Leahy And Grassley Step Up Pressure On Justice Department For Details On Use of Cell Phone Tracking Technology

WASHINGTON (TUESDAY, March 24, 2015) – Senators Patrick Leahy (D-Vt.) and Chuck Grassley (R-Iowa) are stepping up their push for answers from top Obama administration officials on the use of cell-site simulators, which can sweep up the cell phone signals of innocent Americans without their knowledge.  Their new letter is a continuation of their work together examining privacy implications and concerns raised by law enforcement agencies’ use of new technologies.

Grassley chairs the Senate Judiciary Committee and Leahy is the panel’s Ranking Member and former chairman.  The two lawmakers have forged a decades-long partnership on a variety of oversight issues, also including, for instance, the protection of federal whistleblowers.

In their new letter last week to Attorney General Eric Holder and Acting Deputy Attorney General Sally Yates, Leahy and Grassley raised questions about recent news reports asserting that federal law enforcement agencies have deployed cell phone tracking technology received from intelligence agencies.  Specifically, the lawmakers are asking about the legal and privacy implications of this technology.

“In December, we asked about the full range of DOJ entities that use this technology, the policies in place to protect the privacy interests of third parties whose information might be collected by these devices, and the legal process that is sought prior to their deployment, including the information provided to courts that may authorize their use,” the senators wrote.  “DOJ’s failure to answer these questions has heightened our concerns.”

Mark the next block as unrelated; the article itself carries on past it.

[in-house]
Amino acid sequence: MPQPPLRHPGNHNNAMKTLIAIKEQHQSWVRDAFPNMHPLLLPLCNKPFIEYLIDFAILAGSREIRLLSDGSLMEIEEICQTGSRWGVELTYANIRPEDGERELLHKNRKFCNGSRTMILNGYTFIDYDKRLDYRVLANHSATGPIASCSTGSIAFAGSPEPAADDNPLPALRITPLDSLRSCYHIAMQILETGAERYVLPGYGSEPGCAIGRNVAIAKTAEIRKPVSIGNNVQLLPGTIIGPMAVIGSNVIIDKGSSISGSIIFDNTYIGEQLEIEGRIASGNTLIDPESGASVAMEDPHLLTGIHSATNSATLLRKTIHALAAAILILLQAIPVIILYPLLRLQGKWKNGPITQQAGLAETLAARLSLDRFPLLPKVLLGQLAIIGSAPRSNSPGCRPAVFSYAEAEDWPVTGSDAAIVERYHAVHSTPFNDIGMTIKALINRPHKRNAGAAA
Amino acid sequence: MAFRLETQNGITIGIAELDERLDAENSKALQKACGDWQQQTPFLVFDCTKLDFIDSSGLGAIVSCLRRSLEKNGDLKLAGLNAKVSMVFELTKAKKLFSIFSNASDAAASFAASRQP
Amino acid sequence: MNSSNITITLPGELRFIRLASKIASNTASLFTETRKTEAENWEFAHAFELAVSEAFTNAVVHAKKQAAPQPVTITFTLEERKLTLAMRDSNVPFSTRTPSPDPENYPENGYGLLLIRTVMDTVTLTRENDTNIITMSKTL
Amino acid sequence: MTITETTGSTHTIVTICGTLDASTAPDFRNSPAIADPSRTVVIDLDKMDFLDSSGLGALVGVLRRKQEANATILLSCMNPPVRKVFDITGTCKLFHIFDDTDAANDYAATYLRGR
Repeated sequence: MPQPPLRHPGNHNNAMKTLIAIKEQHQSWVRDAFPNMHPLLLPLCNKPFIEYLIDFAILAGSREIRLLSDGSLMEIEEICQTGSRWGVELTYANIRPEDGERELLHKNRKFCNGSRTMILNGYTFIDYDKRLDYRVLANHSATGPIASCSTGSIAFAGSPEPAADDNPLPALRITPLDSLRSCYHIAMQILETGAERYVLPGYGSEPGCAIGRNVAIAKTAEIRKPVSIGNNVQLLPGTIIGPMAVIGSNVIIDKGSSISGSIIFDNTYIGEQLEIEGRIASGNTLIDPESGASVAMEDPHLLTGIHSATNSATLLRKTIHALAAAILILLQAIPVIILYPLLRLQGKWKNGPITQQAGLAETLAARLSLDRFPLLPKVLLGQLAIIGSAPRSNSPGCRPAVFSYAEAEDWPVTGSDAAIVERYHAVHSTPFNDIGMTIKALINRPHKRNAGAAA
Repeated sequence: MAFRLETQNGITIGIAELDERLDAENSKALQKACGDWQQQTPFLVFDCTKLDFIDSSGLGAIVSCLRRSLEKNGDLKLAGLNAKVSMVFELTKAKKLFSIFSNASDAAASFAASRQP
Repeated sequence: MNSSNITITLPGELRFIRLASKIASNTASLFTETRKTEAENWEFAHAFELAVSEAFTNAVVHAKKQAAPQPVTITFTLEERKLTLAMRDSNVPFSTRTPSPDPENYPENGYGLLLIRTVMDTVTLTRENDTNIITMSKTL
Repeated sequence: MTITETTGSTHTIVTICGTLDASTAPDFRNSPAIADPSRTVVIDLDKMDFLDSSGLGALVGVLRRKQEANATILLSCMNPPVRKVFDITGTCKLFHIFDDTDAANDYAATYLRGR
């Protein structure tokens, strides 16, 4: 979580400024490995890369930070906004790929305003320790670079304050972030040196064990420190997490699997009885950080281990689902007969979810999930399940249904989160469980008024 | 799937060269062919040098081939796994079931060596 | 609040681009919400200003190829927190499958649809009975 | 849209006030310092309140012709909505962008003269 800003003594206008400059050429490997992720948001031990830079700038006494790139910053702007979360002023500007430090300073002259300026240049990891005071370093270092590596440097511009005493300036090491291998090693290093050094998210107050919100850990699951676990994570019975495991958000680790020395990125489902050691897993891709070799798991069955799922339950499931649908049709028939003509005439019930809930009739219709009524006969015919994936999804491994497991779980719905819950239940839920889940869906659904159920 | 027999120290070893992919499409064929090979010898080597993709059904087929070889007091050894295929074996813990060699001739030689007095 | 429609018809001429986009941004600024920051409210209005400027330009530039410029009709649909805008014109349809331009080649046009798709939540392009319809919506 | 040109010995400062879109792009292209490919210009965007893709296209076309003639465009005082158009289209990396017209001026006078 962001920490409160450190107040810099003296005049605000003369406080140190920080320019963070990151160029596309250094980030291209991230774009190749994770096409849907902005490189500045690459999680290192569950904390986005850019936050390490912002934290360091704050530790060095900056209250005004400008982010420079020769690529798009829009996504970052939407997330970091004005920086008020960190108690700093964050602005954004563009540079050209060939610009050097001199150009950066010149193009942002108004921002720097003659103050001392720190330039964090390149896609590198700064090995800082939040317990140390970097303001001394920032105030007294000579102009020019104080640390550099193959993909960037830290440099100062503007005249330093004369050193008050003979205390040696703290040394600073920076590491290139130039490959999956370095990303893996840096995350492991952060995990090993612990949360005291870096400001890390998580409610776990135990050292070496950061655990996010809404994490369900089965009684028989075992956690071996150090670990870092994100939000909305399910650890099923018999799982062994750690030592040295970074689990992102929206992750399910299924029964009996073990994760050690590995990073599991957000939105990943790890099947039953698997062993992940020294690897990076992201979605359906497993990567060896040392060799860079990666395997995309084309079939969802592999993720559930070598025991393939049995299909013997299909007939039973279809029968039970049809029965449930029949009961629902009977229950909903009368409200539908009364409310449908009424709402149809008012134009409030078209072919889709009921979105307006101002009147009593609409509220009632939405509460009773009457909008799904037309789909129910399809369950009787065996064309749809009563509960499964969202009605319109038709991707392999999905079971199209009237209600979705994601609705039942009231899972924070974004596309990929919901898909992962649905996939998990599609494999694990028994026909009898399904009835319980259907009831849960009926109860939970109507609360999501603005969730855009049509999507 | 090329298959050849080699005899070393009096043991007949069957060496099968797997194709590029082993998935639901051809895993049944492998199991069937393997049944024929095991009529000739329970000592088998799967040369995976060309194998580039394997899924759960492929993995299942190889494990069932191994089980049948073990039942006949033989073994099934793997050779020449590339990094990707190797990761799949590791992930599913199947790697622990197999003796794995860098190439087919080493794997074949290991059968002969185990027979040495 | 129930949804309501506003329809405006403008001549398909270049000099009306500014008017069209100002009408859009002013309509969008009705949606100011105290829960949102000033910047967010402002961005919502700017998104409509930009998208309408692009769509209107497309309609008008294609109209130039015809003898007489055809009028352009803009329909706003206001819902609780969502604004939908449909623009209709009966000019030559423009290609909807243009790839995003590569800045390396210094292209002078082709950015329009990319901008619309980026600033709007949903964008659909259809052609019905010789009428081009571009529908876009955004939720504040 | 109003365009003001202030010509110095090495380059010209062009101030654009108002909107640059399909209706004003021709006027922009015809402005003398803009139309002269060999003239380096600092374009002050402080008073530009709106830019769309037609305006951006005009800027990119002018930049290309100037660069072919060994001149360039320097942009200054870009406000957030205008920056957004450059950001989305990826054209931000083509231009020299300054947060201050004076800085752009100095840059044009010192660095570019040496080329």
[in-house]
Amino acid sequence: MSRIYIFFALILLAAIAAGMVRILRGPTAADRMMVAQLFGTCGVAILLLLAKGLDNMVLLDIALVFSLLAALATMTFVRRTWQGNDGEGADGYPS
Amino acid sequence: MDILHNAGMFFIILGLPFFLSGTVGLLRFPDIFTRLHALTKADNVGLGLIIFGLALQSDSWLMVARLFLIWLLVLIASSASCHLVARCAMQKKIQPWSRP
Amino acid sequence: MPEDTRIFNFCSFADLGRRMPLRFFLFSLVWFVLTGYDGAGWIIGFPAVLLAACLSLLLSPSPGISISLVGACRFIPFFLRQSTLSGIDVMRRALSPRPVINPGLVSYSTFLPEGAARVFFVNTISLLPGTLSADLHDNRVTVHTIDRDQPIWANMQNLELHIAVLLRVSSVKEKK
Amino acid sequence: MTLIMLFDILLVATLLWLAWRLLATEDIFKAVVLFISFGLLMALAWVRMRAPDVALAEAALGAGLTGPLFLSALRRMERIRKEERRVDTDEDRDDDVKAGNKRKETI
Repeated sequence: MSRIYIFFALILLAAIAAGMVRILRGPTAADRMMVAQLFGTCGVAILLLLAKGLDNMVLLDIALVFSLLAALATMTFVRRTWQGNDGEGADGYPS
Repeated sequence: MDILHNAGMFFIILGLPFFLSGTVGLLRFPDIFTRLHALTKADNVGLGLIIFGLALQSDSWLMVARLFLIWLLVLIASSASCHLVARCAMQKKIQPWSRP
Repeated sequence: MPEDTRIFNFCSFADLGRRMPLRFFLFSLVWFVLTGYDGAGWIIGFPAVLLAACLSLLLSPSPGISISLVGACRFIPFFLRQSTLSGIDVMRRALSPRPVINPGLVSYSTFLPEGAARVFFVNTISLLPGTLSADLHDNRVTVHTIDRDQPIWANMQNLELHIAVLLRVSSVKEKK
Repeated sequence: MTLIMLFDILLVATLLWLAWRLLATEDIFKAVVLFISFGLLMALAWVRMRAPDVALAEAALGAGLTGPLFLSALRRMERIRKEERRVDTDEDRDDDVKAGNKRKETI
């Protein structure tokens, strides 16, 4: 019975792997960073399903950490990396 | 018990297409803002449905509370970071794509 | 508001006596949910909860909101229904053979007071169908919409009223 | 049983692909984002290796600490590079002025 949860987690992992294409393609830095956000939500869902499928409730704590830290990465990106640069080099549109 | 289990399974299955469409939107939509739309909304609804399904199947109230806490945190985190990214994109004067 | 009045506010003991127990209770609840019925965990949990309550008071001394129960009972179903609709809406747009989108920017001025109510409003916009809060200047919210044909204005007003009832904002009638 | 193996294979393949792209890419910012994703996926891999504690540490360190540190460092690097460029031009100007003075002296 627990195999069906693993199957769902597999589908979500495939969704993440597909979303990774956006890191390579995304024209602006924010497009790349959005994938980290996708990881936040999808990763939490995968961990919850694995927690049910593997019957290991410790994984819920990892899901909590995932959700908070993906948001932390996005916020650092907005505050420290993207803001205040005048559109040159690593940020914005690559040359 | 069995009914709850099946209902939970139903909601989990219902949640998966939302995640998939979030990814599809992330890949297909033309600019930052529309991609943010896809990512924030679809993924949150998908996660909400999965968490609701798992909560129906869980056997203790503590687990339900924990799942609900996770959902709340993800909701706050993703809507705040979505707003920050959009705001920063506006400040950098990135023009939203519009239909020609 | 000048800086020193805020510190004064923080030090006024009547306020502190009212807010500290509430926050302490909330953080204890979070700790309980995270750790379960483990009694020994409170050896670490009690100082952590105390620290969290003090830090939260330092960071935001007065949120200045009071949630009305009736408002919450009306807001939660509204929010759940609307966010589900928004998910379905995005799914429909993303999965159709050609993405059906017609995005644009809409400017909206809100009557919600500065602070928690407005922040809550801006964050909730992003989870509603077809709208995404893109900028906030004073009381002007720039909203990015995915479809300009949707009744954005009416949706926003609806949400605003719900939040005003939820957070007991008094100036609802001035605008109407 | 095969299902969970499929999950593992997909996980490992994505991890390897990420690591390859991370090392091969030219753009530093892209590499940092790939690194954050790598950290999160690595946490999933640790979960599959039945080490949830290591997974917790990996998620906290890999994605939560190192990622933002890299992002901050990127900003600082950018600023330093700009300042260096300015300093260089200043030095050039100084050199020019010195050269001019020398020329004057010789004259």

In December, Leahy and Grassley asked Holder and Homeland Security Secretary Jeh Johnson about the use of cell-site simulators and raised questions about exceptions to a new FBI policy to obtain a search warrant before using the technology. 

Leahy and Grassley have also raised privacy concerns about other forms of technology used by law enforcement agencies.  In January they questioned the Drug Enforcement Administration’s (DEA) use of a national database to track the movement of vehicles around the United States.  Leahy and Grassley also pressed the administration in January on the reported use of radar technology that may enable law enforcement agencies to track the movements of private citizens inside their homes.

A copy of the March 18 letter to Attorney General Holder can be found online.

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